More to be done for women’s participation in political life

Ivana Bacik TD
10 December 2021

Speaking at the National Women’s Council of Ireland’s Increasing Women’s Political Participation webinar, Labour TD and Chair of the Special Oireachtas Committee on Gender Equality Ivana Bacik said that more needs to be done to progress women’s rights in Ireland and improve levels of women’s participation in electoral politics.

Deputy Bacik said:

“There is no doubt that women continue to experience high levels of gender-based abuse and harassment in carrying out their everyday roles as public representatives. This misogynistic abuse, particularly online, is becoming an increasing barrier to women’s political participation. In order to stamp out this stain on political life, we need to take a broader look at equality and diversity policies in every aspect of life, including the taking of ‘positive action’ measures to promote equality.

“This issue of ‘positive action’ to promote equality is often controversial. Some people even speak about it as ‘reverse discrimination’ but it is impossible to tackle inequality just by banning discrimination. Where you have decades or even centuries of discrimination, there is no level playing field – instead you must introduce positive action measures like quotas to bring the disadvantaged group up to the same level as the privileged group.

“We know from experience that positive action measures are necessary to achieve a more diverse and inclusive political system – in which sexist bullying or abuse is not tolerated. Without such positive measures, we will never achieve the levels of women’s representation necessary to generate a ‘critical mass’ culture where sexism is eradicated.

“In July this year, I was proud to have been elected as the 37th woman in Dail Eireann – out of 160 TDs. That means that we now have 23% female representation in our parliament. To put it another way, men make up 77% of our TDs.

“Indeed, I am only the 131st woman ever to have been elected to the Dail, a shocking statistic especially considering it is over a century since we won the right to vote. The very low representation of women as Oireachtas members struck me when I was first elected to the Seanad in 2007, and became quickly conscious how pale, male and stale it was – and how few women had ever been elected to parliament here.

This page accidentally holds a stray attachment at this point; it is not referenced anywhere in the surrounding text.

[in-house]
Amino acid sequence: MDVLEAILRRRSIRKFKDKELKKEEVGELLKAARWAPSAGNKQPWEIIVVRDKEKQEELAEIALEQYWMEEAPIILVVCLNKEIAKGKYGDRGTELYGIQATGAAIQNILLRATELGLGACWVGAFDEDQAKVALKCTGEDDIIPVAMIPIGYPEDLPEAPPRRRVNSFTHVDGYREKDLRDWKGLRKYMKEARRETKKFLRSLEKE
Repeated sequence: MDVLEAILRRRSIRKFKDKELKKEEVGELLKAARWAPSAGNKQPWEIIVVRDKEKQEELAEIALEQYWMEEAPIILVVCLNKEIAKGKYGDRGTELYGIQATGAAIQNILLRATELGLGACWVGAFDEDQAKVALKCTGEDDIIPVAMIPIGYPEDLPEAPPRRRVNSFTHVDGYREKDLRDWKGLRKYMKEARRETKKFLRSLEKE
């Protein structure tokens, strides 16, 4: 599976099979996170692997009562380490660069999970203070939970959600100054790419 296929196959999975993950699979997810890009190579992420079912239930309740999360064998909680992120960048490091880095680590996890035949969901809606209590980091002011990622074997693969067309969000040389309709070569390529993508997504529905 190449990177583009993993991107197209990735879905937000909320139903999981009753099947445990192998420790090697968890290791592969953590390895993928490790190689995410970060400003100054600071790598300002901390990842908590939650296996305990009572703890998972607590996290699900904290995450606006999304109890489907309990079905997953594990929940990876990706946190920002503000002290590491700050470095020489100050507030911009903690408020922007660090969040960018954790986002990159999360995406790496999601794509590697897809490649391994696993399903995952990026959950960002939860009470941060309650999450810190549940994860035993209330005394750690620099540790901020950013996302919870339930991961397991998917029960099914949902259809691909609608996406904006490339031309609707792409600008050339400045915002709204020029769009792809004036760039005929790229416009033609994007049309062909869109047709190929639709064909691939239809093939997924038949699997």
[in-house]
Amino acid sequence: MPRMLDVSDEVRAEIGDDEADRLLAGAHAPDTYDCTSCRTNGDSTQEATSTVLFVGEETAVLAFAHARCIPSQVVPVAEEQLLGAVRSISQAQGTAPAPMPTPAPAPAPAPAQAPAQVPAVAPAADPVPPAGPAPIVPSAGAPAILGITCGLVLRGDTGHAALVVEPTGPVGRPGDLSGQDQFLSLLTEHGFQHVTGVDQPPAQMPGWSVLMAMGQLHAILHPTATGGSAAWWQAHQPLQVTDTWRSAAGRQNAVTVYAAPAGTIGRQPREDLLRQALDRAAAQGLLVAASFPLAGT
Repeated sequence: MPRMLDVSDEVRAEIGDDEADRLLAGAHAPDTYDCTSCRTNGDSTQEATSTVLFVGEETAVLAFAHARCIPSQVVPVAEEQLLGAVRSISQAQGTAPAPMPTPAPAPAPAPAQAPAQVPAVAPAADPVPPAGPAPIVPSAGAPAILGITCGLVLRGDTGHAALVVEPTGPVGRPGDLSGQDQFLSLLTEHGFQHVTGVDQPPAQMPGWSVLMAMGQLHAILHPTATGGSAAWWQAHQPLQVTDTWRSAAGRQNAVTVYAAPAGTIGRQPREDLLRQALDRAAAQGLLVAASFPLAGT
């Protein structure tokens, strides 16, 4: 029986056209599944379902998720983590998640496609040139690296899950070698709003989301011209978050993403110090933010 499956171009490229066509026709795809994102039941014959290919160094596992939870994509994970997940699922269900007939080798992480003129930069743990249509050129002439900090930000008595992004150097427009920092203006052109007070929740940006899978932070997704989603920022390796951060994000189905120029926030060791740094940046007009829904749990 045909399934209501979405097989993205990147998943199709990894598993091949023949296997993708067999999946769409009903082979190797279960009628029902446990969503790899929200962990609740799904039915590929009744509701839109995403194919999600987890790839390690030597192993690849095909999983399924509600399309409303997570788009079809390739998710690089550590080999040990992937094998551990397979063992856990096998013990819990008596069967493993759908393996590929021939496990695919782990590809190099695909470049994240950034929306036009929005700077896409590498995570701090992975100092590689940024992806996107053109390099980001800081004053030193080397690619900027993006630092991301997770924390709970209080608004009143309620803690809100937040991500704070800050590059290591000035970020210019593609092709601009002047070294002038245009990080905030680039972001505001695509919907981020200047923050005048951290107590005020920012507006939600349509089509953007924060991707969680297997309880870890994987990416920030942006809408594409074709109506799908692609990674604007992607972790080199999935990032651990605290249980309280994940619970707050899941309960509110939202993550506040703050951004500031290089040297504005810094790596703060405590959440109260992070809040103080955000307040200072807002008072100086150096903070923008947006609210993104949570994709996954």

“As a member of the Oireachtas Justice Committee, I authored a report on Women’s Participation in Politics in 2009. We found that women face serious obstacles in entering politics. From the accounts given of women’s experiences, and the international literature, these obstacles were identified as the ‘five Cs’: childcare, cash, confidence, culture and candidate selection procedures.

“In short, women tend to bear the bulk of child caring responsibilities; they earn less than men, lack sufficient confidence to put themselves forward as candidates, and have to endure a male-dominated culture in political parties. We need to stand up and challenge against this culture and while gender quotas have been a useful way to shake up the political parties, it has not translated into national representation. Our 30% quota introduced in 2012 has already generated some positive change; and I hope that the 40% quota in the next General Election will see us return many more women to the Dáil.

“In 2021, we can take stock of the great progress for women’s rights in Ireland over the past 103 years, while seeing how much remains to be done. Experience elsewhere, and now in Ireland, clearly shows that, without enforceable legal targets or quotas, the numbers of women in politics will not rise and those women who are in political life will continue to experience ‘everyday sexism’. Irish democracy will remain unfinished and incomplete.”

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